From homeless to superstar, singer Jewel’s road to fame

Singer Jewel joined the FOX Business Network’s Maria Bartiromo to share her journey in the music industry.

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The Alaskan-born singer and songwriter said  it all started as a kid, where she would sing in bars with her father to make money.

“I'm sort of what people would call a junk bond kid. Nobody would invest in me. As a human, as a child. My mom left when I was eight. My dad had a lot of trauma from his own childhood, and then went to Vietnam and picked up a lot more trauma. And when my mom left, he suddenly found himself a single father and was incredibly anxious, and turned to drinking to try and calm that anxiety, and he became abusive when I was eight,” she said.

So at 15 years old, she moved out to pursue a career, but her journey wasn’t easy.

“I did pretty good for the three years. I got myself through school, I graduated, I paid rent, I worked jobs. And then when I was 18, I was living in San Diego to take care of my mother who was sick, and a boss propositioned me, and when he wouldn't – when I didn't sleep with him, he fired me without giving me my paycheck. And I couldn't pay my rent that month, and we got kicked out. Started living in my car, thinking it would only last a couple months. But then the car I was living in got stolen,” she said.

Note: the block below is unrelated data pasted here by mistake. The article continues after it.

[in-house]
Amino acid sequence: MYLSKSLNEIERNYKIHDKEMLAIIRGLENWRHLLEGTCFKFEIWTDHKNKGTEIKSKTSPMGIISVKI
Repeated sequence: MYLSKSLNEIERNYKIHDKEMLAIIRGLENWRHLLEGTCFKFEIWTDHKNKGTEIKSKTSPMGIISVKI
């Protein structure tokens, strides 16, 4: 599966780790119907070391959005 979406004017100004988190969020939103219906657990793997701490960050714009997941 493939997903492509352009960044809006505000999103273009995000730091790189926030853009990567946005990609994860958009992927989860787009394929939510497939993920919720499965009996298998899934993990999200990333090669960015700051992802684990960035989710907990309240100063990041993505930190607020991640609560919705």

After a near death bout with a kidney infection, the “Never Broken” author’s car was stolen and she became homeless.

“It's very dehumanizing to be homeless. It was in San Diego, which is a nicer place to be homeless, I guess, than Alaska or Chicago, or something like that, where it's really cold,” she said. “It was pleasant weather, at least, which was nice and made that easier. But you're really reduced to being animals. You worry about food, shelter, safety, and water 24/7. You're an animal. You're just stuck on survive.”

But it was while she was homeless that the four-time Grammy nominated singer and songwriter was discovered.

“The record labels didn't realize that I was homeless. A bootleg of mine ended up on the radio, and all these labels started coming down. It was like being Cinderella in the pumpkin. I was offered a million-dollar signing bonus,” she said.

Even though she turned it down, the move saved her career, she said.

“I was going to make a folk record at the height of grunge. I knew it probably wouldn't be successful. And I cared about my authenticity much more than I cared about being famous or rich. I wanted the opportunity to do something I loved everyday, and I knew with my emotional baggage, my baggage and my background, if you add fame into the mix, it should lead to just self-implosion and self-destruction,” she said.

Today, Jewel is keeping herself busy; She has a partnership with Zappos and is working with a Vegas-based foundation called Aspiring Children. She plans to hit the road again for her first Christmas tour this year.